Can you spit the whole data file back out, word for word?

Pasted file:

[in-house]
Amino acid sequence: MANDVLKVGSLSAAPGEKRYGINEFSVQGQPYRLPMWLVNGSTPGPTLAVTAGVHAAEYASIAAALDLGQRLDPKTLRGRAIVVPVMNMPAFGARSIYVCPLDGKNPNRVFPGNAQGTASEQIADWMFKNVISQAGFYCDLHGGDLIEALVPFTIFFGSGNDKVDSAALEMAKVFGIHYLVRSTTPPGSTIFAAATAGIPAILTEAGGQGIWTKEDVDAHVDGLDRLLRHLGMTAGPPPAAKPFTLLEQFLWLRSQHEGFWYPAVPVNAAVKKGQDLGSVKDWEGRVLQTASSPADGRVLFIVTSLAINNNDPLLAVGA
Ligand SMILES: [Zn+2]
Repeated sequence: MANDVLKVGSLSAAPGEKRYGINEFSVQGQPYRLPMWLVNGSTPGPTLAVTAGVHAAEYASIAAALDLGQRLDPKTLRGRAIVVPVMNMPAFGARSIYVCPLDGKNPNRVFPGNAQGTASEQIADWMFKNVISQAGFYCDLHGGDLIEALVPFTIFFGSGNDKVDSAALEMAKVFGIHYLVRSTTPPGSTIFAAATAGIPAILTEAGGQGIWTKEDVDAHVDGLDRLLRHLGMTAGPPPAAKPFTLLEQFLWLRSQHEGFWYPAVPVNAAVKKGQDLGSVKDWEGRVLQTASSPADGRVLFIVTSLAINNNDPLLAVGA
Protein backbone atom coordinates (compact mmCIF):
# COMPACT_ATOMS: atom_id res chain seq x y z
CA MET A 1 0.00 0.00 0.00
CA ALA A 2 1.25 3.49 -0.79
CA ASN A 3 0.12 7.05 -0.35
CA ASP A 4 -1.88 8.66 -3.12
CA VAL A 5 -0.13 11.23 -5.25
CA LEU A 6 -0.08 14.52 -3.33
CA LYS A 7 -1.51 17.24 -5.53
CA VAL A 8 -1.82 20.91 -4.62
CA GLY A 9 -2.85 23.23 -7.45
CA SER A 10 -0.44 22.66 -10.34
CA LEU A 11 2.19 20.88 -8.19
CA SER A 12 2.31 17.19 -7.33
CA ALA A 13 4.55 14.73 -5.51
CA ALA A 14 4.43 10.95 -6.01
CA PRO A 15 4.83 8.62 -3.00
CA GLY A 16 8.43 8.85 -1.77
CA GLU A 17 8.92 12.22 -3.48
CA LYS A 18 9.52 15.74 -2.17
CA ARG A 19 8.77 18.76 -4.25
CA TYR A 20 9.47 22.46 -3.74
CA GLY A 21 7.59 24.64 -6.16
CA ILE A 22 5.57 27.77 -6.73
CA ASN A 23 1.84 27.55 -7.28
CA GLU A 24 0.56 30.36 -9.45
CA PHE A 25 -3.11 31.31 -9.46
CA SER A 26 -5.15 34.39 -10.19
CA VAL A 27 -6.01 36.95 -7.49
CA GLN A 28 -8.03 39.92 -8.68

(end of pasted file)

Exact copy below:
[in-house]
Amino acid sequence: MANDVLKVGSLSAAPGEKRYGINEFSVQGQPYRLPMWLVNGSTPGPTLAVTAGVHAAEYASIAAALDLGQRLDPKTLRGRAIVVPVMNMPAFGARSIYVCPLDGKNPNRVFPGNAQGTASEQIADWMFKNVISQAGFYCDLHGGDLIEALVPFTIFFGSGNDKVDSAALEMAKVFGIHYLVRSTTPPGSTIFAAATAGIPAILTEAGGQGIWTKEDVDAHVDGLDRLLRHLGMTAGPPPAAKPFTLLEQFLWLRSQHEGFWYPAVPVNAAVKKGQDLGSVKDWEGRVLQTASSPADGRVLFIVTSLAINNNDPLLAVGA
Ligand SMILES: [Zn+2]
Repeated sequence: MANDVLKVGSLSAAPGEKRYGINEFSVQGQPYRLPMWLVNGSTPGPTLAVTAGVHAAEYASIAAALDLGQRLDPKTLRGRAIVVPVMNMPAFGARSIYVCPLDGKNPNRVFPGNAQGTASEQIADWMFKNVISQAGFYCDLHGGDLIEALVPFTIFFGSGNDKVDSAALEMAKVFGIHYLVRSTTPPGSTIFAAATAGIPAILTEAGGQGIWTKEDVDAHVDGLDRLLRHLGMTAGPPPAAKPFTLLEQFLWLRSQHEGFWYPAVPVNAAVKKGQDLGSVKDWEGRVLQTASSPADGRVLFIVTSLAINNNDPLLAVGA
Protein backbone atom coordinates (compact mmCIF):
# COMPACT_ATOMS: atom_id res chain seq x y z
CA MET A 1 0.00 0.00 0.00
CA ALA A 2 1.25 3.49 -0.79
CA ASN A 3 0.12 7.05 -0.35
CA ASP A 4 -1.88 8.66 -3.12
CA VAL A 5 -0.13 11.23 -5.25
CA LEU A 6 -0.08 14.52 -3.33
CA LYS A 7 -1.51 17.24 -5.53
CA VAL A 8 -1.82 20.91 -4.62
CA GLY A 9 -2.85 23.23 -7.45
CA SER A 10 -0.44 22.66 -10.34
CA LEU A 11 2.19 20.88 -8.19
CA SER A 12 2.31 17.19 -7.33
CA ALA A 13 4.55 14.73 -5.51
CA ALA A 14 4.43 10.95 -6.01
CA PRO A 15 4.83 8.62 -3.00
CA GLY A 16 8.43 8.85 -1.77
CA GLU A 17 8.92 12.22 -3.48
CA LYS A 18 9.52 15.74 -2.17
CA ARG A 19 8.77 18.76 -4.25
CA TYR A 20 9.47 22.46 -3.74
CA GLY A 21 7.59 24.64 -6.16
CA ILE A 22 5.57 27.77 -6.73
CA ASN A 23 1.84 27.55 -7.28
CA GLU A 24 0.56 30.36 -9.45
CA PHE A 25 -3.11 31.31 -9.46
CA SER A 26 -5.15 34.39 -10.19
CA VAL A 27 -6.01 36.95 -7.49
CA GLN A 28 -8.03 39.92 -8.68